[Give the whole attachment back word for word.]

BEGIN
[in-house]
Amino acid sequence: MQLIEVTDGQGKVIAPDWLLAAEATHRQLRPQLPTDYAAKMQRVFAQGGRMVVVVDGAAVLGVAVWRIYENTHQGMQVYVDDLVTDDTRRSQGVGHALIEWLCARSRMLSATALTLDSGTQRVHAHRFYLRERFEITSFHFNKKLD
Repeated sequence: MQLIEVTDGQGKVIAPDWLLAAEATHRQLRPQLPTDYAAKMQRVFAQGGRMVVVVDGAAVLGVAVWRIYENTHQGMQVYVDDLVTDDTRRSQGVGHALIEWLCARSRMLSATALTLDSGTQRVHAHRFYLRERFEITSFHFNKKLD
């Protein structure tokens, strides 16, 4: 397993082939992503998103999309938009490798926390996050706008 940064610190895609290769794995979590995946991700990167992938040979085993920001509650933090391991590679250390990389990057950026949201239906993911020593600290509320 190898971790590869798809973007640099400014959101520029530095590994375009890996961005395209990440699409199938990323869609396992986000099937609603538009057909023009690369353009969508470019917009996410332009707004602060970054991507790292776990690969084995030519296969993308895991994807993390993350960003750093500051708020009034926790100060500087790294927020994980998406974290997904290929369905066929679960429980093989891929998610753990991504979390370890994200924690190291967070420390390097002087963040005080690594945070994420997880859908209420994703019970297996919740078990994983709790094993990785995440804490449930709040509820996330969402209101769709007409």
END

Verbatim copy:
[in-house]
Amino acid sequence: MQLIEVTDGQGKVIAPDWLLAAEATHRQLRPQLPTDYAAKMQRVFAQGGRMVVVVDGAAVLGVAVWRIYENTHQGMQVYVDDLVTDDTRRSQGVGHALIEWLCARSRMLSATALTLDSGTQRVHAHRFYLRERFEITSFHFNKKLD
Repeated sequence: MQLIEVTDGQGKVIAPDWLLAAEATHRQLRPQLPTDYAAKMQRVFAQGGRMVVVVDGAAVLGVAVWRIYENTHQGMQVYVDDLVTDDTRRSQGVGHALIEWLCARSRMLSATALTLDSGTQRVHAHRFYLRERFEITSFHFNKKLD
């Protein structure tokens, strides 16, 4: 397993082939992503998103999309938009490798926390996050706008 940064610190895609290769794995979590995946991700990167992938040979085993920001509650933090391991590679250390990389990057950026949201239906993911020593600290509320 190898971790590869798809973007640099400014959101520029530095590994375009890996961005395209990440699409199938990323869609396992986000099937609603538009057909023009690369353009969508470019917009996410332009707004602060970054991507790292776990690969084995030519296969993308895991994807993390993350960003750093500051708020009034926790100060500087790294927020994980998406974290997904290929369905066929679960429980093989891929998610753990991504979390370890994200924690190291967070420390390097002087963040005080690594945070994420997880859908209420994703019970297996919740078990994983709790094993990785995440804490449930709040509820996330969402209101769709007409």